The importance of applying a co-ordinated and integrated approach to the management of land transport by local authorities is recognised in the following RMA provisions:
- a function for regional councils: the strategic integration of infrastructure with land use through objectives, policies and methods (s30(1)(gb))
- a definition of infrastructure that includes 'structures for transport on land by cycleways, rail, roads, walkways, or any other means' (s2(g))
- a requirement that the triennial agreement entered into by local authorities under s15(1) of the Local Government Act has to include an agreement on the consultation process to be used to prepare, vary, change or review a policy statement (cl3A of Schedule 1).
These provisions clarify the role of regional councils in overseeing the integrated management of infrastructure and land use to achieve good resource management outcomes. The provisions recognise the close relationship between infrastructure (in its broadest sense) and land use. This creates a flow-on effect in terms of integrated planning for services and managing demand for new infrastructure particularly as a number of RPSs focus on the environmental effects of transport.
Regional policy statements
Land transport is a complex issue that is managed by several different agencies operating under various statutes. Under the RMA, regional policy statements (RPSs) play a key strategic role in land transport planning. As regional and district plans are required to 'give effect to' RPSs (refer ss67(3) and 75(3) of the RMA), their specific high-level objectives and policies will have a strong influence on the policy framework within these plans.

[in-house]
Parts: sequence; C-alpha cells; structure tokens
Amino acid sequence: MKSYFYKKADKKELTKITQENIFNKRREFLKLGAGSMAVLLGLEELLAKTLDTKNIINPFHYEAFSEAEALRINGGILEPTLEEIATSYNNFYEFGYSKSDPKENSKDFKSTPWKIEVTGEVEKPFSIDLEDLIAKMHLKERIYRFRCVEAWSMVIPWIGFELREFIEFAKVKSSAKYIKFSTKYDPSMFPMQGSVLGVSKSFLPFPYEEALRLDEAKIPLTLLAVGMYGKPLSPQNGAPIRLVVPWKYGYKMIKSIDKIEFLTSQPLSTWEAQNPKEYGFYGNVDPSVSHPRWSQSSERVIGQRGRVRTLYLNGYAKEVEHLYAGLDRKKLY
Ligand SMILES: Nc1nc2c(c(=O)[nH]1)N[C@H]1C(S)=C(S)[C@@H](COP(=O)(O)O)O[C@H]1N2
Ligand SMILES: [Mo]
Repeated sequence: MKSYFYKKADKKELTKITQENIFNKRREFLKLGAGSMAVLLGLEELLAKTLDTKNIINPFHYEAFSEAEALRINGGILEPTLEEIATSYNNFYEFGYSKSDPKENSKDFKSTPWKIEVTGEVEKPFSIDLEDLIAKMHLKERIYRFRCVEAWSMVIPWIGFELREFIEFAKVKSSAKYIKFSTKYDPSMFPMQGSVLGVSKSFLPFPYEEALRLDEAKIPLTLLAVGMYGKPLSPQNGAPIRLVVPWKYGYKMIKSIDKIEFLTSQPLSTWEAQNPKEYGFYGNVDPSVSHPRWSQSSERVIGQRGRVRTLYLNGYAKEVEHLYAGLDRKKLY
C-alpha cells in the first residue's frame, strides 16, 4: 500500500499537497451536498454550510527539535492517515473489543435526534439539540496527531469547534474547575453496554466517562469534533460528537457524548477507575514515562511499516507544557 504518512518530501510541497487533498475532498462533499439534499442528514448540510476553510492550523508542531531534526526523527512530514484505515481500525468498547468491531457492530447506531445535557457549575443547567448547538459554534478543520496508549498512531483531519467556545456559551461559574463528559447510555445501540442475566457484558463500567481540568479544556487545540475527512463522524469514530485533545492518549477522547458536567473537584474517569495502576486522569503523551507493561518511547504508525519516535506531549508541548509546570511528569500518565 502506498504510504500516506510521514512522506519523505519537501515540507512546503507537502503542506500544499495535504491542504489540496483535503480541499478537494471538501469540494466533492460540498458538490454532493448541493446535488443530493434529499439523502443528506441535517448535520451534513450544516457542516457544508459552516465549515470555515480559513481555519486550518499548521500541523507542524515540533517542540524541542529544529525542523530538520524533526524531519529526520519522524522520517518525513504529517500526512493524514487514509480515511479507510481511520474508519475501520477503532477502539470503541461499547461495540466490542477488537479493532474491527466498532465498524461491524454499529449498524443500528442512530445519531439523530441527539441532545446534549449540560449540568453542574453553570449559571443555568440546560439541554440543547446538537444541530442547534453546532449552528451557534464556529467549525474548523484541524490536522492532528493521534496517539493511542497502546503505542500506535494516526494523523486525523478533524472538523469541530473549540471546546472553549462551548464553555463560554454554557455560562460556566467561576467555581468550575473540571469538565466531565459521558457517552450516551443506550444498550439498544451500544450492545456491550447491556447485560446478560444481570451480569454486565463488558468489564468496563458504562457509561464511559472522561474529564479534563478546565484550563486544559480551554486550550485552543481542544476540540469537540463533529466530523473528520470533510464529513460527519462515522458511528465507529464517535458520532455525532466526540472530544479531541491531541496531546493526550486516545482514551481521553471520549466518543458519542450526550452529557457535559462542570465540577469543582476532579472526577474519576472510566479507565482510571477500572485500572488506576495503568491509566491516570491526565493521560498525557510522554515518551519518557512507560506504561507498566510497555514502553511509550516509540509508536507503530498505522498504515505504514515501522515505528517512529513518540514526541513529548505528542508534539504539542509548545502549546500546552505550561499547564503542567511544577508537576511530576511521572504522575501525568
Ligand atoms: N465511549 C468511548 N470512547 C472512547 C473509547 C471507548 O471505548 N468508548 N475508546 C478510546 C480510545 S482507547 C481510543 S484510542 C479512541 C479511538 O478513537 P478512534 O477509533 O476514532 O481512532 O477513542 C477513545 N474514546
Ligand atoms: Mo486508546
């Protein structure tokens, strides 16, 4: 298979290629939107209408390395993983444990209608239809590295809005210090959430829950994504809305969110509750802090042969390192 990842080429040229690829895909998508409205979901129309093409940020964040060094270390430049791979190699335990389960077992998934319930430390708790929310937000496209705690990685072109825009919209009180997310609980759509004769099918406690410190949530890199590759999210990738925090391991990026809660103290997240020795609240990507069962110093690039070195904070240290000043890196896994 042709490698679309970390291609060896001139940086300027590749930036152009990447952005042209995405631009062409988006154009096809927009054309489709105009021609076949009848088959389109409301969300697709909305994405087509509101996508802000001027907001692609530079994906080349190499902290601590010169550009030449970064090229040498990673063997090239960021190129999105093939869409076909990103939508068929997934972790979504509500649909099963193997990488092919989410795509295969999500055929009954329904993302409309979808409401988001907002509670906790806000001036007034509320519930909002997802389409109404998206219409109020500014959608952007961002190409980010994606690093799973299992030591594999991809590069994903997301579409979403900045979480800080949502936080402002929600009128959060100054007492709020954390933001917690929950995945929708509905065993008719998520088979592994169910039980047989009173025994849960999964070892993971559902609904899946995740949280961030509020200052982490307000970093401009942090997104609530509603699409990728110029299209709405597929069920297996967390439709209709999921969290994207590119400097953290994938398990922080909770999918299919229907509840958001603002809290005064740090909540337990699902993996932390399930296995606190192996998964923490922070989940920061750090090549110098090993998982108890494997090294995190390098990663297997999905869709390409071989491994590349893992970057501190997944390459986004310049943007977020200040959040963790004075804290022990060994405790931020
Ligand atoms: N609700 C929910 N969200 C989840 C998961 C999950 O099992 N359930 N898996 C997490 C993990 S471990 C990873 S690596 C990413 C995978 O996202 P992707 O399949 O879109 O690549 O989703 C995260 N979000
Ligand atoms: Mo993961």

The role of RPSs in land transport is a rapidly evolving area and a number of regional councils are investigating the application of a more directive policy approach in these statements. This, in turn, will have a bearing on how land transport planning is integrated into regional and district plans.
The purpose of regional plans is to assist regional councils to fulfil their functions and achieve the purpose of the Act. Some regional plans may have little relevance to transport planning whereas others will contain provisions that impact on resource consents for land transport projects (e.g. such as those regional plans dealing with erosion and sediment control).
District plans establish a policy and regulatory framework for land use, subdivision and associated environmental effects. Land use planning decisions can assist (or frustrate) the implementation of strategic transportation measures.
In broad terms, land transport provisions in district plans should:
- integrate land use and transport planning
- allow for the development and management of integrated, safe, responsive and sustainable transportation systems
- give effect to the land transport provisions included in the relevant RPS
- not be inconsistent with any relevant regional plan provisions
- have regard to national and regional transport policies and plans prepared under the Land Transport Management Act
- seek to address the environmental effects of land transport on land use and the effects of land use on land transport.
- manage the effects of reverse sensitivity on the land transport network.